- Menopause is alternatively known as Climacteric
- It is a condition caused due to hormonal changes
- A menopausal woman no longer experiences menstruation
Menopause, alternatively known as Climacteric, is a condition wherein a woman's menstrual cycle stops and she is no more able to achieve a pregnancy. The condition is caused due to hormonal changes and affects women in their late 40s or early to mid-fifties. A host of factors these days are making women experience early menopause. Smoking, excessive alcohol consumption, obesity and lack of physical activity may often lead some women to experience hormonal imbalance which may often trigger early menopause. A recently conducted study mentions hormonal therapy as a viable option to treat common menopause symptoms.
Using hormone replacement therapy to treat common symptoms of menopause for up to five to seven years may be safe and not associated with risk of all-cause, cardiovascular or cancer death, a study with over 18 years of follow-up has found. The study was published by JAMA and conducted by experts at the Brigham and Women's Hospital, Boston, United States. Hormonal therapy works by replacing the depleting levels of female hormones and aid in reducing menopausal symptoms like hot flashes in women. After conducting a comparative study between menopausal women on placebo and other female participants on hormonal therapy, it was found that hormonal therapy helped in reducing menopausal symptoms without having an impact on the death rates. The participants were followed for 18 years and were tracked for chronic diseases like cancer, as well as heart attack and deaths. The women took the hormone therapy for five to seven years.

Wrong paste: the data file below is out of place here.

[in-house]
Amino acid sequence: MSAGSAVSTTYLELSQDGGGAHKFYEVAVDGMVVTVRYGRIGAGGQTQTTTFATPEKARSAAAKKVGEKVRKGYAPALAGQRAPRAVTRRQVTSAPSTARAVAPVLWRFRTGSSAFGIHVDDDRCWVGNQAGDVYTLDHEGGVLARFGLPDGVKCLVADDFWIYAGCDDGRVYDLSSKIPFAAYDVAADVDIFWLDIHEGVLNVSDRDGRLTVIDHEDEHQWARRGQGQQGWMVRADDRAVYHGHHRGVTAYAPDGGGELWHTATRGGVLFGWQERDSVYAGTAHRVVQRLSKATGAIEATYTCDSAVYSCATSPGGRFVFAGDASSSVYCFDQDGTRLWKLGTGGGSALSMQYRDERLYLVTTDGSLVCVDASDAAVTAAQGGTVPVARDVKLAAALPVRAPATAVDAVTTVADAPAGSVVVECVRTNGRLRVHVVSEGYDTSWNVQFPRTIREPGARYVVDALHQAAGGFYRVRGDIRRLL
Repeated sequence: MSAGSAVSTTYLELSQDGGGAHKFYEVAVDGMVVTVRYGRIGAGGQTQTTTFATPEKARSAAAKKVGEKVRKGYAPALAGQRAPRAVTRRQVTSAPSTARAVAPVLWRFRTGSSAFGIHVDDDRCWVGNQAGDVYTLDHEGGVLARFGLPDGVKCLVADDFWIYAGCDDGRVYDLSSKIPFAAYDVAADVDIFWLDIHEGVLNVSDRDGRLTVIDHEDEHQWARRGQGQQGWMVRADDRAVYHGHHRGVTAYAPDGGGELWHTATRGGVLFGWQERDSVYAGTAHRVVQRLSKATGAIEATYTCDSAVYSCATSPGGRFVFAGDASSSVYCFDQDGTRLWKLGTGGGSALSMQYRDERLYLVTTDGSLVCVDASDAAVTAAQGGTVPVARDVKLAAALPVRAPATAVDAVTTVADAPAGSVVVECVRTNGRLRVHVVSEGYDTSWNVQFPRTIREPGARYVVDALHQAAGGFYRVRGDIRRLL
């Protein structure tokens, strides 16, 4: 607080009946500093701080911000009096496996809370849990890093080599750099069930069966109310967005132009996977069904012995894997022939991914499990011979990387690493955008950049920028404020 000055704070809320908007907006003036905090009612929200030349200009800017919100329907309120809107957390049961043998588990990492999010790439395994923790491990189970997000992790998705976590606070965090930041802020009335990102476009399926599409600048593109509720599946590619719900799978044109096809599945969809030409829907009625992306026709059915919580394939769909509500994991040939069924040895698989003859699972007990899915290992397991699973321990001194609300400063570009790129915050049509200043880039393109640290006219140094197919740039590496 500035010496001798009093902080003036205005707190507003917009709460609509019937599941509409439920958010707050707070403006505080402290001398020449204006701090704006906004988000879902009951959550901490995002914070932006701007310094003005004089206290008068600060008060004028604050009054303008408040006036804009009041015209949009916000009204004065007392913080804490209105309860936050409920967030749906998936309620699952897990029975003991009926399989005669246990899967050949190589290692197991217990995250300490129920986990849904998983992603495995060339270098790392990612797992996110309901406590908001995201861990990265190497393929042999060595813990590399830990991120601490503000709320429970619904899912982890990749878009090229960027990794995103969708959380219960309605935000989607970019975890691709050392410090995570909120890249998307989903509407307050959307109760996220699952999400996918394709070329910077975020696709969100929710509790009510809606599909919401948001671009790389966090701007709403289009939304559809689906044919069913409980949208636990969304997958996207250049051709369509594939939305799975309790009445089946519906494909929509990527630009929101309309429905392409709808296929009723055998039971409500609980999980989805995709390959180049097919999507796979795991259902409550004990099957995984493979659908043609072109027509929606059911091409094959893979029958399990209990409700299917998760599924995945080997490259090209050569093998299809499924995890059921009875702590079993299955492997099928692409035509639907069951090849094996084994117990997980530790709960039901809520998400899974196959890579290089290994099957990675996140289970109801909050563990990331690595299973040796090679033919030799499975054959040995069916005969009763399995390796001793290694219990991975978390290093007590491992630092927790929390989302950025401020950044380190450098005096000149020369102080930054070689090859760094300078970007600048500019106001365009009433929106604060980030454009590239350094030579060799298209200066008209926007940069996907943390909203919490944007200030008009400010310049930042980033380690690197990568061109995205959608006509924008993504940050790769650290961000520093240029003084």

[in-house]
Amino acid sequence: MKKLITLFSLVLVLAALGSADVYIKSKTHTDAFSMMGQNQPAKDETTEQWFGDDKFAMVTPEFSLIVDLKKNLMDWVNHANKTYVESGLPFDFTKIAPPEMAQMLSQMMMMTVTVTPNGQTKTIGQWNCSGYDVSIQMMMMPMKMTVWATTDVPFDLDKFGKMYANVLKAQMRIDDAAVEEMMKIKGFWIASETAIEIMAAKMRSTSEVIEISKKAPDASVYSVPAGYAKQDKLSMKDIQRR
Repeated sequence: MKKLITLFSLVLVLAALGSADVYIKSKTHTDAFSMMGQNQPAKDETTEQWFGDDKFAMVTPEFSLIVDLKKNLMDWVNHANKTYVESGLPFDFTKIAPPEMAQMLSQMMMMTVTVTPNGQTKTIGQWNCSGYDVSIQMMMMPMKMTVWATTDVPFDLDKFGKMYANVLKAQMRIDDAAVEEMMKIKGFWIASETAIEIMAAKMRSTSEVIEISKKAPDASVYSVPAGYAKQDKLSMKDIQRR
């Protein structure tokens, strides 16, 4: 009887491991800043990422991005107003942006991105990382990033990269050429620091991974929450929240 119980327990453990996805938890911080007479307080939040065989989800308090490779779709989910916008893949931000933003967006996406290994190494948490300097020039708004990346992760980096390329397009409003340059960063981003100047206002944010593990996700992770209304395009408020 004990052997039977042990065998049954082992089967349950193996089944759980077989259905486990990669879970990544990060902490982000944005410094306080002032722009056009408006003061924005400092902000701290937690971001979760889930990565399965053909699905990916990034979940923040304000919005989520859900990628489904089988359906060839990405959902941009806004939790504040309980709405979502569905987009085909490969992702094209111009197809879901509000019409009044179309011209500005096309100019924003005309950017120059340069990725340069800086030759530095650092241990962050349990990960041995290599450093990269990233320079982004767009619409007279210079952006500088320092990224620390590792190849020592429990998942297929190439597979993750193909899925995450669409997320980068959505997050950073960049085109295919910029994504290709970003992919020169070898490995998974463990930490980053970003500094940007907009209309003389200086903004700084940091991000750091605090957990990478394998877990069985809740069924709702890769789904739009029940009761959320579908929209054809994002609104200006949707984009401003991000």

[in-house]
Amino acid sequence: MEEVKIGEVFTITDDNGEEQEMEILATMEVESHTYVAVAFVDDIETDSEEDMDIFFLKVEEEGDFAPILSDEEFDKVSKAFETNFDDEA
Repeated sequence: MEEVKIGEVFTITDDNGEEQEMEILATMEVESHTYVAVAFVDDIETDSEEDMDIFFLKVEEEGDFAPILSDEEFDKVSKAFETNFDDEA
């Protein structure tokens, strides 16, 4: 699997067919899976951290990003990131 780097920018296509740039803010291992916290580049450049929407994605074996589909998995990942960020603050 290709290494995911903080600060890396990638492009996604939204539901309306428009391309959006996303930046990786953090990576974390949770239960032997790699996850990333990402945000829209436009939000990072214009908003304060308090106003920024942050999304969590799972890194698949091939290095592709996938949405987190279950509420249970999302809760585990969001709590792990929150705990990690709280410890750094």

Another recently conducted study looked at the role of diet in preventing risks of early menopause. Early menopause - the cessation of ovarian function before the age of 45 - affects about 10 per cent of women globally and is associated with higher risk of cardiovascular disease, osteoporosis and early cognitive decline. Experts at the University of Massachusetts Amherst in the US noted that a diet rich in vitamin D and calcium may help stave off risks of early menopause. In a combined study teams from Harvard T.H Chan School of Public Health and University of Massachusetts Amherst found that women who consume items like oats, barley, brown rice and soy may keep early menopause at bay.
Inputs from IANS